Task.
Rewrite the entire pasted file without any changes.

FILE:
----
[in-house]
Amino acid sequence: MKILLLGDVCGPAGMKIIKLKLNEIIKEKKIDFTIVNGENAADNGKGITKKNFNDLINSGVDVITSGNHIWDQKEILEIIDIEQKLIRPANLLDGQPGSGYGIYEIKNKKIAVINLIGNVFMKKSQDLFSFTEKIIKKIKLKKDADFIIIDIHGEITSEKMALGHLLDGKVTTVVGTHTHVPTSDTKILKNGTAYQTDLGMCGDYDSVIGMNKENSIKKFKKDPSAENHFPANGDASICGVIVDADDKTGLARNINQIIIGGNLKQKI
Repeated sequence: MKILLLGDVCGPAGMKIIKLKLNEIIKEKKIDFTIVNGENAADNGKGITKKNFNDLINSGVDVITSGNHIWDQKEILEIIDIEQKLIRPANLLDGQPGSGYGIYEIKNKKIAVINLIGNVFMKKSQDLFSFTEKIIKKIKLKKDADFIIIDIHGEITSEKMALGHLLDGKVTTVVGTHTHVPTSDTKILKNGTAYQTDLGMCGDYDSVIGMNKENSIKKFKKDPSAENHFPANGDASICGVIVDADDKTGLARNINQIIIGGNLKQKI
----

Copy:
[in-house]
Amino acid sequence: MKILLLGDVCGPAGMKIIKLKLNEIIKEKKIDFTIVNGENAADNGKGITKKNFNDLINSGVDVITSGNHIWDQKEILEIIDIEQKLIRPANLLDGQPGSGYGIYEIKNKKIAVINLIGNVFMKKSQDLFSFTEKIIKKIKLKKDADFIIIDIHGEITSEKMALGHLLDGKVTTVVGTHTHVPTSDTKILKNGTAYQTDLGMCGDYDSVIGMNKENSIKKFKKDPSAENHFPANGDASICGVIVDADDKTGLARNINQIIIGGNLKQKI
Repeated sequence: MKILLLGDVCGPAGMKIIKLKLNEIIKEKKIDFTIVNGENAADNGKGITKKNFNDLINSGVDVITSGNHIWDQKEILEIIDIEQKLIRPANLLDGQPGSGYGIYEIKNKKIAVINLIGNVFMKKSQDLFSFTEKIIKKIKLKKDADFIIIDIHGEITSEKMALGHLLDGKVTTVVGTHTHVPTSDTKILKNGTAYQTDLGMCGDYDSVIGMNKENSIKKFKKDPSAENHFPANGDASICGVIVDADDKTGLARNINQIIIGGNLKQKI